The bizarre case of a Florida mom who took her 4-year-old son into hiding to avoid circumcision came to an end last week, but the debate on the ruling is only beginning to reach a fever pitch.
That's because Heather Hironimus was forced to, through tears and while still in handcuffs, sign over consent to allow her child to undergo the procedure in exchange for her release from jail. After months in hiding, for fear that her ex-husband would force a circumcision over the boy's objection, she had to essentially sign away her right as a mother to protect her child.
Now questions — both medical and emotional — are being asked across the nation, namely: when does a medically unnecessary procedure become mandated by a court of law?
First, it's worth considering the procedure itself. While some of the more extreme detractors have long argued that circumcision is equivalent to genital mutilation, it's quite commonplace in the US. According to the World Health Organization, the overall male circumcision rate is between 76 and 92 percent. The WHO also noted its effectiveness in reducing the contraction of STDs, and the American Academy of Pediatrics has stated that "the health benefits of newborn male circumcision outweigh the risks." Still, the operative word there is "newborn." Circumcisions become more complicated the longer they are delayed. In fact, the CDC has shown that after a baby's first year, the potential for adverse events following the procedure is up to 20 percent higher than in infancy. As for Hironimus's son, who is nearing his fifth birthday, the risk factors continue to grow.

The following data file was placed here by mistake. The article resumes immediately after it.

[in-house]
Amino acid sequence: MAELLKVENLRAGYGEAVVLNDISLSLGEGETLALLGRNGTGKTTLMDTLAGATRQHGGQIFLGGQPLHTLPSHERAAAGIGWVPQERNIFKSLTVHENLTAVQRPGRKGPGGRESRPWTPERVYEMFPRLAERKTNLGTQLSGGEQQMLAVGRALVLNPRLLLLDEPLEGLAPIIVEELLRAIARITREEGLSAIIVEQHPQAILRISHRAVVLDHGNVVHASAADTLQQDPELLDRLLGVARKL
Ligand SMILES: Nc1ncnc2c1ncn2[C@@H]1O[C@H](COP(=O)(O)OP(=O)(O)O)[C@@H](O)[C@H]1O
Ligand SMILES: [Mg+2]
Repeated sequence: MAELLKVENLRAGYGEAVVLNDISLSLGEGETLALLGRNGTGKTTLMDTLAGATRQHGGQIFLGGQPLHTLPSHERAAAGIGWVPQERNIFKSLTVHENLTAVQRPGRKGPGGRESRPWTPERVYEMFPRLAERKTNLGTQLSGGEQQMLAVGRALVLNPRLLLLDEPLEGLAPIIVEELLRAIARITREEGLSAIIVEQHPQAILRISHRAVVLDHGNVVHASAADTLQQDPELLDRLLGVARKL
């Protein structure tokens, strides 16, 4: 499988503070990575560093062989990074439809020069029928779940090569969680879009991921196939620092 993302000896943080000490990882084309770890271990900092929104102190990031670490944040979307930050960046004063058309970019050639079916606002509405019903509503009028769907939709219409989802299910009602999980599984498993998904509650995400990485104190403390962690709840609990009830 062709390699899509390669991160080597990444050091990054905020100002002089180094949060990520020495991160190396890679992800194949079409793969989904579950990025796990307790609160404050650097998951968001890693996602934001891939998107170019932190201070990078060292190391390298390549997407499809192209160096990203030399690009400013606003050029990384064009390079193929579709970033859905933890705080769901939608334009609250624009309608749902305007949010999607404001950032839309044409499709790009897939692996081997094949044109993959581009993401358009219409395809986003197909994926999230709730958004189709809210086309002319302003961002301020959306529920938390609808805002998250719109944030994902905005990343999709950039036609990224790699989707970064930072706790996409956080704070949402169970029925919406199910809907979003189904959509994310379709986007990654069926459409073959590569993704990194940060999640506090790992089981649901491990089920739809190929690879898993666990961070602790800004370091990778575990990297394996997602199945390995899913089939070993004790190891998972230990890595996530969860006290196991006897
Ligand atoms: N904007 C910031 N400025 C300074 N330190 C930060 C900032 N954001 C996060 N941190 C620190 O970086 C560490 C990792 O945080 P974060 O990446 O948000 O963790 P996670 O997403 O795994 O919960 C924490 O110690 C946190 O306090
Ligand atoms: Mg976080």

Next, the ethics at play are important to note. The parents agreed more than three years ago to circumcise their son, but patients — and parents of minor patients — often change their minds even hours before a procedure takes place. Is it in their right to do so here? There are parental rights, for certain, and parents should be allowed to raise their children according to their beliefs — which often becomes complicated amid divorce and shared custody. But the law states parents have no right to harm their children. If this boy doesn't want to be circumcised, is the court doing everything it can to protect him?
What do you think? Should Hironimus have been allowed to refuse consent, or was the judge correct in his decision that her son get circumcised? Vote in our poll, and share your thoughts in the comments below.